Both drivers suffer 10-spot penalty on Long Beach starting grid
When a report came out that James Hinchcliffe would suffer a 10-spot penalty on the starting grid for Sunday’s race in Long Beach after suffering engine problems on his No. 27 Andretti Autosport Chevrolet, the reaction from fans on social media was decisively negative — growing to the point where INDYCAR race director Beaux Barfield took it upon himself to talk about the subject on Twitter.
Per INDYCAR engine rules, a powerplant needs to go 1,850 miles before it can be changed out without the aforementioned penalty; if the engine doesn’t reach that mileage point before it gets changed out, it’s unapproved. However, important issues of cost containment aside, fans appeared to be annoyed over the fact that Hinchcliffe could get penalized for his engine blowing up in a test session, not an event weekend.
Nonetheless, INDYCAR has announced that Hinchcliffe will be hit with the 10-spot call for Long Beach. Also getting hit is Dragon Racing’s Sebastien Bourdais, whose engine needed to replaced after he finished ninth at Barber Motorsports Park two weeks ago.
A bit of thinking reveals both sides of the coin. With full-fledged engine wars returning this season, INDYCAR has to keep the costs down and also ensure that the manufacturers don’t get cute with “special” engines. Thus, the 1,850-mile marker and other rules, such as the limit of five “fresh” engines for each team this season.
But when you consider that the engines for Long Beach have been used for two major tests this month at Indianapolis and Sonoma, it brings up a valid argument for test-only powerplants. If those existed, chances are we would’ve seen faster speeds at the IMS test and teams not curtailing testing to save their race engines. There’s still plenty to be learned about the Dallara DW12, so every bit of track time is important.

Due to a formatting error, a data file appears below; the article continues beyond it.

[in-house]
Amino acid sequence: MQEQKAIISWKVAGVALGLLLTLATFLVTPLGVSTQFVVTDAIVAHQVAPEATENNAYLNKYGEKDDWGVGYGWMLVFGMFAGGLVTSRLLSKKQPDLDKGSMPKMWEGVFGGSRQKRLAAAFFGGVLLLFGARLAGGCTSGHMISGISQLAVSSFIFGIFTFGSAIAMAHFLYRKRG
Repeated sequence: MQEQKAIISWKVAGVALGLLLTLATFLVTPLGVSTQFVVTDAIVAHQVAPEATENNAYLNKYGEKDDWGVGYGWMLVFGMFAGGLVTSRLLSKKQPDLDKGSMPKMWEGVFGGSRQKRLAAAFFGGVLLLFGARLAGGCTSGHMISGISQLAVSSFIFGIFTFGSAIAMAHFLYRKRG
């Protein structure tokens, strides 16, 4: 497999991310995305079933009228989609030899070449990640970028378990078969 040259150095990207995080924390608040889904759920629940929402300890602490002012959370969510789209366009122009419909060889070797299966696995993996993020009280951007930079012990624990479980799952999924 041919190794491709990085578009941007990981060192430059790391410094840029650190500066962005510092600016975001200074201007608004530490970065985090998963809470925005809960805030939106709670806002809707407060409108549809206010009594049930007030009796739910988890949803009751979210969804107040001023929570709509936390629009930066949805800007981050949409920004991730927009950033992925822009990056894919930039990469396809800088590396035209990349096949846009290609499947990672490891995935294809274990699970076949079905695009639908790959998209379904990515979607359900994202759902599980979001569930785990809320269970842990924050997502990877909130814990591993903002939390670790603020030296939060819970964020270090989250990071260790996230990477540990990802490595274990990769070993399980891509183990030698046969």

The rule is clear and INDYCAR is certainly running with precedent, as Hinchcliffe and Bourdais’ engine penalties are the fourth and fifth such violations so far in 2012. But perhaps this is one matter that needs to be re-addressed at a later time.
RHR aims to contend again at Long Beach
After winning in 2010 and battling for another victory last season before gearbox problems sidelined him late, Ryan Hunter-Reay will look to once again play a pivotal role in the outcome at Long Beach.
The American driver heads back to the Beach this weekend after falling three spots to sixth in the championship last weekend at Barber. But he’s still high on his chances to contend for the title.
“We’re going to try our best to make it all work this year,” Hunter-Reay said. “We all know we can do it. I feel absolute confidence within myself I can get it done. We just need to be consistent.”
As for this weekend, RHR believes that performing well will come down to staying on top of car setup.
“Every session will be going out trying to make the car better,” he said. “It’s still such a learning process with [the DW12]. Every street circuit we go to, every road course we go to, needs different settings from the car. That’s what we’ll be concentrating on.
“With the weather we may have this weekend, it’s going to make it that much more difficult, because the track is going to be constantly changing.”
Temperatures are expected to be a bit cooler than normal this weekend at Long Beach, hanging in the 50s and 60s. Also, rain is expected to fall on Friday, which could make for an interesting opening day of activity.
Al Unser Jr. pleads guilty in DWI case
The Associated Press reports that two-time Indianapolis 500 winner Al Unser Jr. has pleaded guilty to driving while intoxicated and racing another car at speeds over 100 miles per hour last September on an freeway in Albuquerque, N.M.
Unser Jr. was sentenced to 90 days in prison, but according to the AP, a judge has deferred that sentence. Instead, the racing legend will undergo 364 days of supervised probation.
Quotes/materials from league releases were used in the making of this article.